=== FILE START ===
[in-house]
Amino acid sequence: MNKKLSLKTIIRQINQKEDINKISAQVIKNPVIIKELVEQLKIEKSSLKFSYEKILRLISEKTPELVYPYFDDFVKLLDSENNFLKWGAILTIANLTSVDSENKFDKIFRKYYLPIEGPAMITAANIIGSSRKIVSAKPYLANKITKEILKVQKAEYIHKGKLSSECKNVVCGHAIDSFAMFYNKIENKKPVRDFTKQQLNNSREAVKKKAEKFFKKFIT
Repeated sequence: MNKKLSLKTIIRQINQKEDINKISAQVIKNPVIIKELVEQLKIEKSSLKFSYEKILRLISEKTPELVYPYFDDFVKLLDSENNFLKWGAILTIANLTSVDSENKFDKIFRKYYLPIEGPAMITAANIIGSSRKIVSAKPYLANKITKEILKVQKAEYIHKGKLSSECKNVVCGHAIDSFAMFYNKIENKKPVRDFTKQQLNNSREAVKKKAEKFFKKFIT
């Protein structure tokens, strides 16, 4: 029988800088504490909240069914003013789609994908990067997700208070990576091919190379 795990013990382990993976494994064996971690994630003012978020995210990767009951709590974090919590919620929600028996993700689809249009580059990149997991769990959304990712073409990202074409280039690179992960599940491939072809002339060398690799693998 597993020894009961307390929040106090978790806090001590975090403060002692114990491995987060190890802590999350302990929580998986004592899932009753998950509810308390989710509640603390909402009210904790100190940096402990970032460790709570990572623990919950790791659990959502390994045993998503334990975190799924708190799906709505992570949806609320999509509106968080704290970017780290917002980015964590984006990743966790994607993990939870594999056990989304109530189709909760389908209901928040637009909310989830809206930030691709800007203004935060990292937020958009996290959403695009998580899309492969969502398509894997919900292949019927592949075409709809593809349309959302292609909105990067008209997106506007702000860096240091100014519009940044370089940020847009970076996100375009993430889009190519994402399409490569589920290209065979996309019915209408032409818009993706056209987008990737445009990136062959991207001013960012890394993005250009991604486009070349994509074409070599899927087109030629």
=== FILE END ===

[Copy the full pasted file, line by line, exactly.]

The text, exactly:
[in-house]
Amino acid sequence: MNKKLSLKTIIRQINQKEDINKISAQVIKNPVIIKELVEQLKIEKSSLKFSYEKILRLISEKTPELVYPYFDDFVKLLDSENNFLKWGAILTIANLTSVDSENKFDKIFRKYYLPIEGPAMITAANIIGSSRKIVSAKPYLANKITKEILKVQKAEYIHKGKLSSECKNVVCGHAIDSFAMFYNKIENKKPVRDFTKQQLNNSREAVKKKAEKFFKKFIT
Repeated sequence: MNKKLSLKTIIRQINQKEDINKISAQVIKNPVIIKELVEQLKIEKSSLKFSYEKILRLISEKTPELVYPYFDDFVKLLDSENNFLKWGAILTIANLTSVDSENKFDKIFRKYYLPIEGPAMITAANIIGSSRKIVSAKPYLANKITKEILKVQKAEYIHKGKLSSECKNVVCGHAIDSFAMFYNKIENKKPVRDFTKQQLNNSREAVKKKAEKFFKKFIT
């Protein structure tokens, strides 16, 4: 029988800088504490909240069914003013789609994908990067997700208070990576091919190379 795990013990382990993976494994064996971690994630003012978020995210990767009951709590974090919590919620929600028996993700689809249009580059990149997991769990959304990712073409990202074409280039690179992960599940491939072809002339060398690799693998 597993020894009961307390929040106090978790806090001590975090403060002692114990491995987060190890802590999350302990929580998986004592899932009753998950509810308390989710509640603390909402009210904790100190940096402990970032460790709570990572623990919950790791659990959502390994045993998503334990975190799924708190799906709505992570949806609320999509509106968080704290970017780290917002980015964590984006990743966790994607993990939870594999056990989304109530189709909760389908209901928040637009909310989830809206930030691709800007203004935060990292937020958009996290959403695009998580899309492969969502398509894997919900292949019927592949075409709809593809349309959302292609909105990067008209997106506007702000860096240091100014519009940044370089940020847009970076996100375009993430889009190519994402399409490569589920290209065979996309019915209408032409818009993706056209987008990737445009990136062959991207001013960012890394993005250009991604486009070349994509074409070599899927087109030629």